This process cartridge B has therein the exposing aperture 9 for irradiating the photosensitive drum 7 with a light corresponding to image information as well as a transferring aperture 15 for counter-opposing of the photosensitive drum 7 againstthe recording medium 2. A shutter member 16 is provided which capable of opening and closing both apertures 9 and 15. That is, the transferring aperture 15 is used to transfer a toner image formed on the photosensitive drum 7 to the recording medium 2.

The image forming apparatus A, as shown in FIG. 4, is mounted to the main body 17 of the apparatus in such a manner that the switching cover 18 may be rotated around an axis 19 as a center. Through the open/close cover 18 opened, there is seeninside the apparatus main body 17 a guide member (rail groove), not shown, for guiding the process cartridge. With this, the operator can attach and detach the process cartridge B along the guide member. In this case, as shown in FIG. 3, a firstprotrusion 24 and a second protrusion 25 formed on a longitudinal end wall of the process cartridge B are guided along a guide member (not shown) of the above-mentioned apparatus main body 17.

As shown in FIGS. 2 and 3, the shutter member 16 has a second shutter portion 16e supported by a first shutter portion 16a and an arm portion 16d fixed respectively to a rotary supporting portion 16c supported in a rotary manner, so that a springforce of a twisted coil spring 23 mounted to a rotary supporting portion 16c is utilized to close the exposing aperture 9 in order to energize a second shutter portion 16b to close the transferring aperture 15, whereby when the process cartridge isoutside the apparatus main body 17, the first shutter portion 16a and the second shutter portion 16b close the exposing aperture 9 and the transferring aperture 15 respectively.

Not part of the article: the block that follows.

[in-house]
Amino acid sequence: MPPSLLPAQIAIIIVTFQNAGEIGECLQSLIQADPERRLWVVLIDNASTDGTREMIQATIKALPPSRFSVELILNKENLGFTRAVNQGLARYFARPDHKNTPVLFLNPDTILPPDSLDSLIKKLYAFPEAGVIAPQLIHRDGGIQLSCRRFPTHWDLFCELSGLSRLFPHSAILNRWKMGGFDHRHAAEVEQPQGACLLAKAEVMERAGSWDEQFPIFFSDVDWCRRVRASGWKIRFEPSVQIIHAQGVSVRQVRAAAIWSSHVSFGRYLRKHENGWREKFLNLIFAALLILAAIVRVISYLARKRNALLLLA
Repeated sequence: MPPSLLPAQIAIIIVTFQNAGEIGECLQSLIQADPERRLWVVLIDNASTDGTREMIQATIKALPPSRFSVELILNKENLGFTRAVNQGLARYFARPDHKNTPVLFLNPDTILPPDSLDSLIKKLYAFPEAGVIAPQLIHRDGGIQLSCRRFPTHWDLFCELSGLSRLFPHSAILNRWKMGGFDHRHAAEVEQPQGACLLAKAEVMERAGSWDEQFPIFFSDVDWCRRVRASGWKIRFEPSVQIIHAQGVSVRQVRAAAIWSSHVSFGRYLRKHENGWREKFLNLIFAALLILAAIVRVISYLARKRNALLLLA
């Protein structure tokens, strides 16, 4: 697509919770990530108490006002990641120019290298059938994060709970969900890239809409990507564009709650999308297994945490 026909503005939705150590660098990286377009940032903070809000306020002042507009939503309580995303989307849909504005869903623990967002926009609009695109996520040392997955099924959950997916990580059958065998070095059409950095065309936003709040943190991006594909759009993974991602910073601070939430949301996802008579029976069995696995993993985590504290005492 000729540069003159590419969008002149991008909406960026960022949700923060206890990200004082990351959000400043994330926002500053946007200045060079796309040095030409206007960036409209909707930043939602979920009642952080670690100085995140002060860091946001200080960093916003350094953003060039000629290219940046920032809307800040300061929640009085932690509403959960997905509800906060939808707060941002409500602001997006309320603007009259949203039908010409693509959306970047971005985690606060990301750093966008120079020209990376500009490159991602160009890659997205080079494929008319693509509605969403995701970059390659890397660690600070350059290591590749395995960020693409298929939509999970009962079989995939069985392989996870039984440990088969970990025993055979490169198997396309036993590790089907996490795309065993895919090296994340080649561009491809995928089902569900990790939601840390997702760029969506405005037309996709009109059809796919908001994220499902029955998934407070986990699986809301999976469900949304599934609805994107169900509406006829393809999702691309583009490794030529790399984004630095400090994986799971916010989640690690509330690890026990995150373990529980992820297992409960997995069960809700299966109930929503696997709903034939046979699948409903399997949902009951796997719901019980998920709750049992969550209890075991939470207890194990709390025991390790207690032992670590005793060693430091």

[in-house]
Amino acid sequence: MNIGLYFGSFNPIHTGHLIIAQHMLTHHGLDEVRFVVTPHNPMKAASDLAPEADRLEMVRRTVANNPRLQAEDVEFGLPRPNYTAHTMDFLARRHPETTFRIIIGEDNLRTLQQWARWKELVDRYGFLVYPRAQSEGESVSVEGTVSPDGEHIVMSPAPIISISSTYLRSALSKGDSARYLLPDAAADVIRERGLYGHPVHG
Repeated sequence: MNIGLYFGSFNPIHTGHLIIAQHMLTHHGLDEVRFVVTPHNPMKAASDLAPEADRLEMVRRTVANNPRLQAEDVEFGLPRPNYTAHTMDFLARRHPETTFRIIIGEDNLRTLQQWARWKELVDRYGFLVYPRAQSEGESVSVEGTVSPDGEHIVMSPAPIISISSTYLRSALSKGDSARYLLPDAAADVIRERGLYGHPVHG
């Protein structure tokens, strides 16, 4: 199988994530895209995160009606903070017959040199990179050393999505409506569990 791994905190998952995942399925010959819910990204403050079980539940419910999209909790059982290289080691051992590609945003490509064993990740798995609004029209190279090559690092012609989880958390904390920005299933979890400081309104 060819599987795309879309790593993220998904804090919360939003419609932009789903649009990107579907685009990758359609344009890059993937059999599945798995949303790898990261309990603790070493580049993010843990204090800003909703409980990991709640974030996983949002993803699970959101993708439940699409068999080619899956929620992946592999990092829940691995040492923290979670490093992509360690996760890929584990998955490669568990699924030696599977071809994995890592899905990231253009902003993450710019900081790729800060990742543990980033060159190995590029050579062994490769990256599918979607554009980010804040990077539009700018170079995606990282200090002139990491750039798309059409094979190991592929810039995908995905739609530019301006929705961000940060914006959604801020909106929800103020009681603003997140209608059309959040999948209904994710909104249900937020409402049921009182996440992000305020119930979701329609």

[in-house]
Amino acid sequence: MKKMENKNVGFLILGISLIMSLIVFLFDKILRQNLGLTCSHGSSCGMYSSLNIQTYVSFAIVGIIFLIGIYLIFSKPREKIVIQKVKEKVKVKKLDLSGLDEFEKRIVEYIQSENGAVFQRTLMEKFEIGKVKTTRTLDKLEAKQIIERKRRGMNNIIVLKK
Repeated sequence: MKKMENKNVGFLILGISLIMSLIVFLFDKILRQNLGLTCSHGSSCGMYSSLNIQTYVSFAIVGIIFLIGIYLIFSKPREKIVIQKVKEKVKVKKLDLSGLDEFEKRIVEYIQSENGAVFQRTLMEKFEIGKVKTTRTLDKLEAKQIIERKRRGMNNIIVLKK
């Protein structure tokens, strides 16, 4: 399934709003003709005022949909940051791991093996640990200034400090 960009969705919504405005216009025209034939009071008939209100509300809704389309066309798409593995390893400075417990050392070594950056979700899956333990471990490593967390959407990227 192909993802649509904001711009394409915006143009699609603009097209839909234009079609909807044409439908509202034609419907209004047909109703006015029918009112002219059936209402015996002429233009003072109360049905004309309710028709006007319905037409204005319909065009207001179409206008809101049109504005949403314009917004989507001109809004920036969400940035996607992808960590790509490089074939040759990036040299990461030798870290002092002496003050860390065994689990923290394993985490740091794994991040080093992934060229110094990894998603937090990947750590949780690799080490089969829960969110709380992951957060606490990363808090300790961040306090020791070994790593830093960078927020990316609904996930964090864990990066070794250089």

When the process cartridge B is integrally mounted to the cleaning flame body 14 by use of a handle member 26, a stopping protrusion 16e longitudinally protruding outward from a top of the arm portion 16d supporting the second shutter portion 16bcovering the photosensitive drum 7 abuts against the apparatus main body, so that the process cartridge B proceeds, as stopped from further entering the cartridge mounting portion, has the first and second protrusions 24 and 25 going forward along theguide member of the apparatus main body 17, thus causing the shutter member 16 to come to such a position as to open the exposing aperture 9 and the transferring aperture 15, as shown in FIG. 3. When the process cartridge B is taken out of the apparatusmain body 17, on the other hand, the twisted coil spring 23 exerts its spring force to cause the shutter member 16 to close the exposing aperture 9 and the transferring aperture 15.

Now the charging roller is described with reference to FIG. 5.